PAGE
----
Tague Settlers in United States in the 19th Century
  • John Tague, who landed in Pennsylvania in 1858 [1]
  • Paul Tague, aged 20, who settled in America, in 1895
Tague Settlers in United States in the 20th Century
  • Sarah Tague, aged 20, who landed in America from Tyrone, Ireland, in 1904
  • Patrick Tague, aged 18, who landed in America from Carrigallen, Colertrim, Ireland, in 1908
  • Alice Tague, aged 17, who immigrated to the United States from Tyrone, Ireland, in 1908
  • Bridget Tague, aged 17, who landed in America from Carrick on Shannon, Ireland, in 1909
  • John Tague, aged 22, who landed in America from Ballenamore, Ireland, in 1910
  • ... (More are available in all our PDF Extended History products and printed products wherever possible.)

Canada Tague migration to Canada +

Some of the first settlers of this family name were:

Tague Settlers in Canada in the 18th Century
  • Private. Jacob Tague U.E., (Teague, Take, Tage, Tegg, Deek, Deak, Deeck) (b. 1743) born in German Flatts, Mohawk Valley, New York, USA from Lake Otsego, Tryon County, New York, USA who arrived in Paspebiac, Baie des Chaleurs, Gaspésie, Quebec c. 1784, relocating to Carlisle [New Carlisle], Quebec in 1785 he enlisted in 1777 serving with the Kings Royal Rangers of New York and Butlers Rangers, married twice having 18 children he died in 1824 at New Brandon, Glouchester County, New Brunswick [2]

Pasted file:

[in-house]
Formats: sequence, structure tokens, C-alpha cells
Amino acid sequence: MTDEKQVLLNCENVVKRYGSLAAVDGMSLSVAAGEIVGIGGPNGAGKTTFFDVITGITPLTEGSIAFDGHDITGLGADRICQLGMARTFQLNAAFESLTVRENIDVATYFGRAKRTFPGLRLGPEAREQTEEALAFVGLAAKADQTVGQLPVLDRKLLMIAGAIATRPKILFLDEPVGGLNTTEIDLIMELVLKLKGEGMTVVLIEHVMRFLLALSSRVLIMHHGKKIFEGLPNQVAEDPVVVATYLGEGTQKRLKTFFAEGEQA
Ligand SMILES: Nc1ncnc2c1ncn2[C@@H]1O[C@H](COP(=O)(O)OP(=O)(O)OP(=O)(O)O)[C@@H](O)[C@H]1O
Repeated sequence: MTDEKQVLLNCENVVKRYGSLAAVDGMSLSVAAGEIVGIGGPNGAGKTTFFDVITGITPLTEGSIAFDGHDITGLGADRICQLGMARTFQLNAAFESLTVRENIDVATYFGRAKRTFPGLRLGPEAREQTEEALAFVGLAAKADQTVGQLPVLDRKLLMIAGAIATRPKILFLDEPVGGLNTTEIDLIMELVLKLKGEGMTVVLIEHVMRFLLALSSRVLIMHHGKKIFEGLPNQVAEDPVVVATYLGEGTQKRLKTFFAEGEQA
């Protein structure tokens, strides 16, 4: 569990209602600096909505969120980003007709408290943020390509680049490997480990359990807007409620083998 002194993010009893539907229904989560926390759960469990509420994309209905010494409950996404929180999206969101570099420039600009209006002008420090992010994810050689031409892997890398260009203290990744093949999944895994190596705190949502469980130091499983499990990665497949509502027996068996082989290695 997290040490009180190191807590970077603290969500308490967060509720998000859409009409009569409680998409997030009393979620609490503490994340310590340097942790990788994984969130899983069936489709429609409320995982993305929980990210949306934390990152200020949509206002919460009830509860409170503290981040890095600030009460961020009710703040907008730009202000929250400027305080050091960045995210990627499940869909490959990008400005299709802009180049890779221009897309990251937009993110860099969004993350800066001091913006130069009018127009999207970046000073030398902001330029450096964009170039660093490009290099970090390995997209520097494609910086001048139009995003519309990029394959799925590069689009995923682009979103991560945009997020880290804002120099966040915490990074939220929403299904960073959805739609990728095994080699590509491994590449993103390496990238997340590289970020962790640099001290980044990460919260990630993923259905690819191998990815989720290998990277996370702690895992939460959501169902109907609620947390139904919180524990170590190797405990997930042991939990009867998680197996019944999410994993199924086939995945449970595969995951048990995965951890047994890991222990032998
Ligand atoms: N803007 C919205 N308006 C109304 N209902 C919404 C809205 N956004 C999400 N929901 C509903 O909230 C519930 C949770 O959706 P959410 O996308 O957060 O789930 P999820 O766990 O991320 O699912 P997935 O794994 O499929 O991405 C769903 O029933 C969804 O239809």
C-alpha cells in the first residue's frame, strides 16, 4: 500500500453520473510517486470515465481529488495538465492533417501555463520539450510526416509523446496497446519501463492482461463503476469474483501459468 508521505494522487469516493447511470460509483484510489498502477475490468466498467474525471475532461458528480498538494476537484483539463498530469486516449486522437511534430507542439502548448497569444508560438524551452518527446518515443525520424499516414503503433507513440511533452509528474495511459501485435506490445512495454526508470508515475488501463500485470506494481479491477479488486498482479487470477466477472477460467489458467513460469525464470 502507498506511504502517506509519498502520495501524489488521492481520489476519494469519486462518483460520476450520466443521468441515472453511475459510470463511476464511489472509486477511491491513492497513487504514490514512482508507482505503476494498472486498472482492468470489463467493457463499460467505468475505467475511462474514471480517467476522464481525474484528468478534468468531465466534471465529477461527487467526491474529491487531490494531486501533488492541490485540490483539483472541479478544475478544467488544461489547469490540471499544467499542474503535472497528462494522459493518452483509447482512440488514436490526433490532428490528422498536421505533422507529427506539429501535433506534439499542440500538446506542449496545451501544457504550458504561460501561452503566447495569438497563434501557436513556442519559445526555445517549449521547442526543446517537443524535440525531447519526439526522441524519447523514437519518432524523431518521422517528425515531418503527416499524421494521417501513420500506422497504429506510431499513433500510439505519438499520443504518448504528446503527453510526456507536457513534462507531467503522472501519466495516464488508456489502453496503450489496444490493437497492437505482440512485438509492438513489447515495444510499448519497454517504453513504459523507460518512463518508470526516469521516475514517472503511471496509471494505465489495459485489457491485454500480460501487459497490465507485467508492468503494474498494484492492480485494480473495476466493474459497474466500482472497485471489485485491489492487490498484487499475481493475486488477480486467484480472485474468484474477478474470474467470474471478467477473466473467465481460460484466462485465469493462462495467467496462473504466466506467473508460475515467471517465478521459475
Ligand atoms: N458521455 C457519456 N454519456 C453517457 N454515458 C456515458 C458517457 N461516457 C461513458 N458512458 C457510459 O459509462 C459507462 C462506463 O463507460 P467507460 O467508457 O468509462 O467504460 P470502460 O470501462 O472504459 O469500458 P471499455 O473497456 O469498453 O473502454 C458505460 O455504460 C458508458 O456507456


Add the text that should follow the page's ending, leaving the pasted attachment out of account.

Australia Tague migration to Australia +

Emigration to Australia followed the First Fleets of convicts, tradespeople and early settlers. Early immigrants include:

Tague Settlers in Australia in the 19th Century
  • Bridget Tague, aged 16, a servant, who arrived in South Australia in 1857 aboard the ship "Burlington"
  • Mrs. Catherine Tague, (b. 1825), aged 34, Cornish house servant departing from Liverpool aboard the ship "Queen of England" arriving in Sydney, New South Wales, Australia on 8th July 1859 [3]

New Zealand Tague migration to New Zealand +

Emigration to New Zealand followed in the footsteps of the European explorers, such as Captain Cook (1769-70): first came sealers, whalers, missionaries, and traders. By 1838, the British New Zealand Company had begun buying land from the Maori tribes, and selling it to settlers, and, after the Treaty of Waitangi in 1840, many British families set out on the arduous six month journey from Britain to Aotearoa to start a new life. Early immigrants include: